How can we recover our emotional balance?
Knowing the different factors that influence emotional stability is crucial when it comes to enjoying good emotional stability.
Emotional balance depend on more than just learning to manage emotions and stress. That’s because the human body functions as a complex mechanism in which its different parts are related and interconnected. Hence, we can only achieve our goal by taking a holistic approach to the problem. As Cinthya Molina, psychologist at SHA Wellness Clinic explains, “there is a direct and two-way relationship between the emotional and physical sphere. In fact, illnesses in the physical sphere are projected onto the emotional level, and vice versa”.
Beyond the balance between our personal, family, social and work spheres, emotional stability is influenced by various factors that we have to consider, from diet and exercise to proper sleep hygiene. A diet based on ultra-rich foods and refined sugars can cause emotional ups and downs and mental fog or confusion. Moreover, a sedentary lifestyle deprives the body of all the physical and emotional benefits of regular exercise. And we all know how we wake up when we don’t get some much-needed restorative rest: we are irritable, low energy, in a bad mood and find it hard to concentrate.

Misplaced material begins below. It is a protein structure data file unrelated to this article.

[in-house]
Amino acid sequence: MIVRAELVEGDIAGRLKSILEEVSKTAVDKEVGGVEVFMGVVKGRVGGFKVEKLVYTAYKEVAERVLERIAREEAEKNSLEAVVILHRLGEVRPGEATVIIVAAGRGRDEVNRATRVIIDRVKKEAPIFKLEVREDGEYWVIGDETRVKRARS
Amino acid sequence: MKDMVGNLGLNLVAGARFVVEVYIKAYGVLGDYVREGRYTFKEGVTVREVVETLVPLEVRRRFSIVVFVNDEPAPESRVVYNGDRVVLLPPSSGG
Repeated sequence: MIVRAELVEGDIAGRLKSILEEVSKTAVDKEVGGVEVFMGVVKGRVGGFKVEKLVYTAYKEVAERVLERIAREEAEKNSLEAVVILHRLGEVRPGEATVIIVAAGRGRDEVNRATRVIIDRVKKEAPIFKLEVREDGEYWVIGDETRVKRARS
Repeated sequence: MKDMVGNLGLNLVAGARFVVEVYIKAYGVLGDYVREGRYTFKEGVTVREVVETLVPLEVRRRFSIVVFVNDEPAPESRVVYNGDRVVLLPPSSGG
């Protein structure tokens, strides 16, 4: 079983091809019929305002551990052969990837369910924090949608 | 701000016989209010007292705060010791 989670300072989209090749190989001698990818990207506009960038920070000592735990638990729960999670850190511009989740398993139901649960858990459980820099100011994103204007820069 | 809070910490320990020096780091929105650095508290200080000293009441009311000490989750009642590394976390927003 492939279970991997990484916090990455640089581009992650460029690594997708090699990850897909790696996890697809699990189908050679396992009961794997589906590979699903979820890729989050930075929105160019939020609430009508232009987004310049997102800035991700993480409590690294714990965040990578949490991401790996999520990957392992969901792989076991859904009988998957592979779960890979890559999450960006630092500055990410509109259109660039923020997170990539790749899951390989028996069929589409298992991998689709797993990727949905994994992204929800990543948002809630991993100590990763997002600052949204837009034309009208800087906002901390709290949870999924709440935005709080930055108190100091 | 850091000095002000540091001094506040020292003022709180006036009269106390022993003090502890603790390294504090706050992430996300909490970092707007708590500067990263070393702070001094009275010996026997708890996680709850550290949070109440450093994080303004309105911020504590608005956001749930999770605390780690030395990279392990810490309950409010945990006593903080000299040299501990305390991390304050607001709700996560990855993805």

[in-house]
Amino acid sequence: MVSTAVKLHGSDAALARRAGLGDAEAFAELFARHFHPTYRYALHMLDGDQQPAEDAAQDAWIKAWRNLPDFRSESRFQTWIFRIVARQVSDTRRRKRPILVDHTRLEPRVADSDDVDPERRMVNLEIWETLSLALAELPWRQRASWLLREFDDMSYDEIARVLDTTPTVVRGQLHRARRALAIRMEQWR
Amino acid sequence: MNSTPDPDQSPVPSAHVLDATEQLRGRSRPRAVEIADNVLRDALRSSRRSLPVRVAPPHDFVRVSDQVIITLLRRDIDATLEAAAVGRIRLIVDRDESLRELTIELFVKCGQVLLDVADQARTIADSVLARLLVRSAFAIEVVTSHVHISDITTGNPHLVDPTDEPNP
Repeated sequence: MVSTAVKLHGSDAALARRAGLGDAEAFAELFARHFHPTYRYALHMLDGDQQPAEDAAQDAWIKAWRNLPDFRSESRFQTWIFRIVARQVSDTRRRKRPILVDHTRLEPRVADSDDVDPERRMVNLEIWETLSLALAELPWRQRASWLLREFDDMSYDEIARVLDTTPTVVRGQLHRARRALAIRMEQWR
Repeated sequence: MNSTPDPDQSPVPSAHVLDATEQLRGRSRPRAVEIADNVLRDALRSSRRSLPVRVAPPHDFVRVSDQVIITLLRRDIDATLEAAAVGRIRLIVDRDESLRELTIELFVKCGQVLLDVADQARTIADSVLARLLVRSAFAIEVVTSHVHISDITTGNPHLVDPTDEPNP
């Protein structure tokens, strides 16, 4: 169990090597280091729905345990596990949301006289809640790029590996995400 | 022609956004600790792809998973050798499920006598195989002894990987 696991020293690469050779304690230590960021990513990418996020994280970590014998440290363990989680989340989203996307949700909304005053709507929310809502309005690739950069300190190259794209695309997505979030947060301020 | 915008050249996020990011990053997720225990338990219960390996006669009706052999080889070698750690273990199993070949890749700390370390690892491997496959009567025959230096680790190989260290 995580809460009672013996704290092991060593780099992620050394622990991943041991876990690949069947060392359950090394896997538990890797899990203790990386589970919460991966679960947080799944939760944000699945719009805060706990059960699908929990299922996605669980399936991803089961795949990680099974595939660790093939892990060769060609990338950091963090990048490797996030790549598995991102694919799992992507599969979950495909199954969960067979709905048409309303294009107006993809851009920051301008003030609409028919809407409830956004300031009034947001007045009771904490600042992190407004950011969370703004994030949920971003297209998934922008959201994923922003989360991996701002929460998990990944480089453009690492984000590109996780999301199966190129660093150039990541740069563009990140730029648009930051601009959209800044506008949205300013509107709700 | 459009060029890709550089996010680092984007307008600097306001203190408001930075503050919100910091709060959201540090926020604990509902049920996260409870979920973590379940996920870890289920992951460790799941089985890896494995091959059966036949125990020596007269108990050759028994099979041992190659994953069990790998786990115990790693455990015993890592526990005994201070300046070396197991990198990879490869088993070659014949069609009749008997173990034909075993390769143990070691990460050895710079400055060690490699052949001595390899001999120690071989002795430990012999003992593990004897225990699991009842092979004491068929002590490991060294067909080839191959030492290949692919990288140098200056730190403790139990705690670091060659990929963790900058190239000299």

Therefore, eating a healthy, balanced diet rich in seasonal fruit and vegetables, doing moderate physical exercise every day and enjoying a good night’s rest every night are essential components for regaining emotional stability. In addition, as Cinthya reminds us, “our tolerance and resilience in the face of life’s changes and setbacks and the levels of stress to which we are exposed are also very important”.
Of course, theory is one thing, which we all understand, but putting it into practice is quite another. Because today’s frenetic pace of life, the immediacy of social media, a pandemic that seems never-ending and unstable global geopolitics are circumstances that distance us, and very much so, from the emotional balance we’re looking for. “This translates into a very diverse range of symptoms that manifests itself in anxious or depressive episodes, chronic stress, sleep problems, apathy, dysthymia or abulia. Avoiding the emotional hijacking that occurs when we live through an adverse situation requires first learning stress management and a profound cognitive restructuring. For this reason, at SHA, in addition to personalised nutrition and exercise plans, we recommend practising mindfulness disciplines and therapies that help to focus on the present moment, favour relaxation and improve how the body works, such as meditation, conscious breathing, watsu, foot reflexology and osteopathy”.